"Baby Blue Chips" in Healthcare

05/03/2016 8:00 am EST


Richard Moroney

Editor, Dow Theory Forecasts

In our latest screen, we uncovered two "baby blue chips" in the healthcare sector. And while they may not be household names, but they share many of the same traits as traditional blue chips, asserts Richard Moroney, editor of Upside.

These stocks show strong returns on investment and equity, and solid track records for growing earnings per share, revenue, and cash flow over the past five years.

We also looked for stock with leading market positions that help them cope with the economic cycle’s highs and lows as well as well-capitalized balance sheets and healthy financial metrics that position them to expand.

AMN Healthcare Services (AHS)

AMN’s core business involves supplying temporary nurses to hospitals and physician offices. The company supplements organic growth (26% in 2015) with a steady diet of deals to broaden its product portfolio.

AMN spent $139 million on five acquisitions in the past three years, adding data-analytics and consulting services to its offerings.

With medical utilization rebounding, AMN’s 2015 returns on equity and investment reached their highest levels in more than a decade.

AMN is expected to grow earnings per share 29% in 2016, which would mark the fifth time in six years that profit growth exceeded 20%. The stock is rated best buy.


ICON has built a track record that most blue chip stocks would envy, growing sales in 10 straight years. Since its launch in 1990, ICON has become one of the largest players in the fragmented contract research organization industry.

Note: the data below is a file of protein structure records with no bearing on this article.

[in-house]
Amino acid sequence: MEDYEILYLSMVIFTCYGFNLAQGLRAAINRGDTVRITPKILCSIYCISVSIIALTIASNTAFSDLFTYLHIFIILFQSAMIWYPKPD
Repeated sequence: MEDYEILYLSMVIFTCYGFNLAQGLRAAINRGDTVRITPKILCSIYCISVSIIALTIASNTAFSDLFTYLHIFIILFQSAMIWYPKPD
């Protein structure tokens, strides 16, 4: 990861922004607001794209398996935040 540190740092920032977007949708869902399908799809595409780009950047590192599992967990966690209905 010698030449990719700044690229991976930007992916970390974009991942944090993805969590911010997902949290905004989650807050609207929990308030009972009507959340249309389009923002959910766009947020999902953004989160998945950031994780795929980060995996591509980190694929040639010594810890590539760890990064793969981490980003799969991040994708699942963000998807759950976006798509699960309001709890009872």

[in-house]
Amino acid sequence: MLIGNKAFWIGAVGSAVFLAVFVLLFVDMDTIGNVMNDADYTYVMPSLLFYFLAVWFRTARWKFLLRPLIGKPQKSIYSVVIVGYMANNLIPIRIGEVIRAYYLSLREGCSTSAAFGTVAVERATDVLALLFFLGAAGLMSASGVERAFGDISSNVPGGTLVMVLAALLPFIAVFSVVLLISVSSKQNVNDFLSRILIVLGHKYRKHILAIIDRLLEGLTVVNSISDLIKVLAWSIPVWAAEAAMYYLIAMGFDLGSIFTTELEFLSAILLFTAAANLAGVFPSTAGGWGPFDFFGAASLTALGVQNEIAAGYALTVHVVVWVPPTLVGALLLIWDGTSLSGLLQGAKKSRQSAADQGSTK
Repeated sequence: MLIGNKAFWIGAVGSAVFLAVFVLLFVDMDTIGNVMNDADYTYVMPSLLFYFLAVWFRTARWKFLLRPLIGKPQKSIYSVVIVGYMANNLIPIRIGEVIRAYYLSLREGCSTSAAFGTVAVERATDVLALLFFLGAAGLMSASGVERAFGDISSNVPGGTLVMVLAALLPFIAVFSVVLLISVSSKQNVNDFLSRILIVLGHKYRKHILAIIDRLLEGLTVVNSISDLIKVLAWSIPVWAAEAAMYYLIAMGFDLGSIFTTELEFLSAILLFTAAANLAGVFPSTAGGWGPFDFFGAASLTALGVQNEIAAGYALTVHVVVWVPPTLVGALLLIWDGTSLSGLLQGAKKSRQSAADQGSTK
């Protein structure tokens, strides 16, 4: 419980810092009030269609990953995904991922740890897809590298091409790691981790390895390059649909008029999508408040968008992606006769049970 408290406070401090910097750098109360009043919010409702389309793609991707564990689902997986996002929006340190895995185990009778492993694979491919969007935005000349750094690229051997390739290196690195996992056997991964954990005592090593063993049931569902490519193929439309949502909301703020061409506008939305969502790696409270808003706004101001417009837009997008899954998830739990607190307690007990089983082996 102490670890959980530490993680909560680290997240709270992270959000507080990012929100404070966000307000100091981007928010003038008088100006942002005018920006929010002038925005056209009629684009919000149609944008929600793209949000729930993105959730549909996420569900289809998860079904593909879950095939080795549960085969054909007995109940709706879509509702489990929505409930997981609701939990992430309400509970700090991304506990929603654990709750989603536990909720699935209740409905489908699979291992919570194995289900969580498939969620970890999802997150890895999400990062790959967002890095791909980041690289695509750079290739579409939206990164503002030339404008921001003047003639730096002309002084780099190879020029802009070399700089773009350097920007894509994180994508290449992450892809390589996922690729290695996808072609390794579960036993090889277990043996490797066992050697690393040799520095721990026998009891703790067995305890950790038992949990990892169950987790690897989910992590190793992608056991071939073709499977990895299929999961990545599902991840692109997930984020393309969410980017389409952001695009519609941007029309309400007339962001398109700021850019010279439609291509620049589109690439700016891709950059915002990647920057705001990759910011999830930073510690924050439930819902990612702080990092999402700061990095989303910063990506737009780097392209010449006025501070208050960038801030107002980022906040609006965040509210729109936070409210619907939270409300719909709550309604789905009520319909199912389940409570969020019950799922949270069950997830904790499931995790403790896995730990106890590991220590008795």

Its returns on equity and investment are more than double the median returns generated by the health-care sector.

Analyst estimates for 2016 are rising, with the consensus projecting growth of 19% for per-share profits and 8% for revenue.

At 16 times estimated 2016 earnings, the stock trades 18% below the median S&P 1500 health-care stock. ICON is a Best Buy.

Molina Healthcare (MOH)

Managed-care firm Molina is growing by leaps and bounds. In 2015, membership surged 35% to nearly 3.9 million people, thanks in large part to acquisitions and the Affordable Care Act.

Last year, per-share profits nearly doubled on sales growth of 46%. Looking ahead, Molina’s growth strategy focuses on improved member retention and market-share gains.

Expansion into new regions should also drive growth, while better cost control should fatten profit margins.

The consensus estimate projects Molina will grow per-share profits 39% this year and 23% in 2017. Yet shares trade at only 17 times estimated 2016 earnings and in line with the industry median.

Molina earns our maximum 12-Factor Sector quantitative ranking score of 100. The stock, capable of climbing 20% to 25% in the year ahead, is a best buy.

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By Richard Moroney, Editor of Upside

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